That pretty much describes it. It was located on 0.4 acres in a close-in suburb of Chicago, not far from downtown and the rail station. Add in several nearby parks, a golf course at the end of the street, and an elementary and middle school within walking distance.
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  21. #21
    Cyburbian cdub's avatar
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    Quote Originally posted by hilldweller View post
    I wonder if these houses are cheaper to construct because you don't have to frame up a second story.
    Isn't that the point with most suburban developers - cheap. Add to the list of savings with less excavation required for the lower level than a traditional basement.

  22. #22
    Cyburbian Jeff's avatar
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    ^^No. Read my post above.

  23. #23
    Cyburbian cdub's avatar
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    Quote Originally posted by Jeff View post
    ^^No. Read my post above.
    I've seen split levels in areas that don't require engineering adjustments. They do happen in other places, such as flat sites or gently sloping sites. Again, I do think they are built as a relationship to cost. Not it in all cases, but many.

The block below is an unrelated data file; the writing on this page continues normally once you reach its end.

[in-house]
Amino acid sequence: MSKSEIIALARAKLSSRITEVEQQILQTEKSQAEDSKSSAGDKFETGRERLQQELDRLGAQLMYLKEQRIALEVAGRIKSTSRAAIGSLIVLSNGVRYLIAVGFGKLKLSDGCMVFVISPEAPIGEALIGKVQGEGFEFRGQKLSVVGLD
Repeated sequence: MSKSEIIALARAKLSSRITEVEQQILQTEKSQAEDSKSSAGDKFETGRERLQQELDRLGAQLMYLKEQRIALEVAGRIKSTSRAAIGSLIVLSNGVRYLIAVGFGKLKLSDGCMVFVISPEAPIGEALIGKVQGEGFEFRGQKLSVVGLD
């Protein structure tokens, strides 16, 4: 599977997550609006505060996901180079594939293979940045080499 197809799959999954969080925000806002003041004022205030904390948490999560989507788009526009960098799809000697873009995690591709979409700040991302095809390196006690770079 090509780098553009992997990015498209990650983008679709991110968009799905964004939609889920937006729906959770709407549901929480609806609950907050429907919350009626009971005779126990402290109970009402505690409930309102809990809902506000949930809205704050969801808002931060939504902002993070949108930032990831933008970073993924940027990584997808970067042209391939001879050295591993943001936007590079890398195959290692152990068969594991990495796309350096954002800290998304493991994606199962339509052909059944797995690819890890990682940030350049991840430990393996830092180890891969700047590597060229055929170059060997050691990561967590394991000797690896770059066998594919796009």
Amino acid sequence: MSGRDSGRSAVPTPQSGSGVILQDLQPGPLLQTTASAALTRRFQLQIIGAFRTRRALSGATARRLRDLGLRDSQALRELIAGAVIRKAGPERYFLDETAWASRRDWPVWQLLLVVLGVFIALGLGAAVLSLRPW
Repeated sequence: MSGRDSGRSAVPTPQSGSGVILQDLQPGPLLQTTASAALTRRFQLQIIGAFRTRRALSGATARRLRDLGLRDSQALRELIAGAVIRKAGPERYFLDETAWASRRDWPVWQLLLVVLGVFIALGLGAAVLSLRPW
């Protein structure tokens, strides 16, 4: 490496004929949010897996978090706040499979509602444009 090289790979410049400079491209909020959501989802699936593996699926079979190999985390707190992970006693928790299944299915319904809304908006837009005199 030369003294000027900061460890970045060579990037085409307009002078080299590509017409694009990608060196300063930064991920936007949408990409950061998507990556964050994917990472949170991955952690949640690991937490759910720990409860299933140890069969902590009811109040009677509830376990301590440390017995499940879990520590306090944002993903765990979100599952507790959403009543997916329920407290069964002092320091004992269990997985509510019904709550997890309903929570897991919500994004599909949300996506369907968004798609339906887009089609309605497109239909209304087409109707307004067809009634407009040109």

24. #24
    Cyburbian Jeff's avatar
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    If it were on a flat site, you would use this option to raise the foundation up without increasing driveway slope, so the lot would drain. This helps your dirt number, if the site is flat you cant just go raising houses up 6' above existing grade, you'll be short on dirt and then you'll need to truck it in, and that costs money.

    if that makes sense.

  25. #25
    Cyburbian iamme's avatar
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    My guess is that this home type came about for many of the reasons listed and more. Maybe it originally began as a solution to slope issues on site or just as a cheap alternative that maximizes the living space. Maybe, just maybe, people liked their layout and aesthetics.

    You'll never get a definitive answer about its origins but I do think it is a decent housing type that is a cousin to the traditional ranch. It has its place in the built environment and fills it well. Like any form of housing it has its plusses and minuses. Although I just don't like the feel of them, they fell disjointed.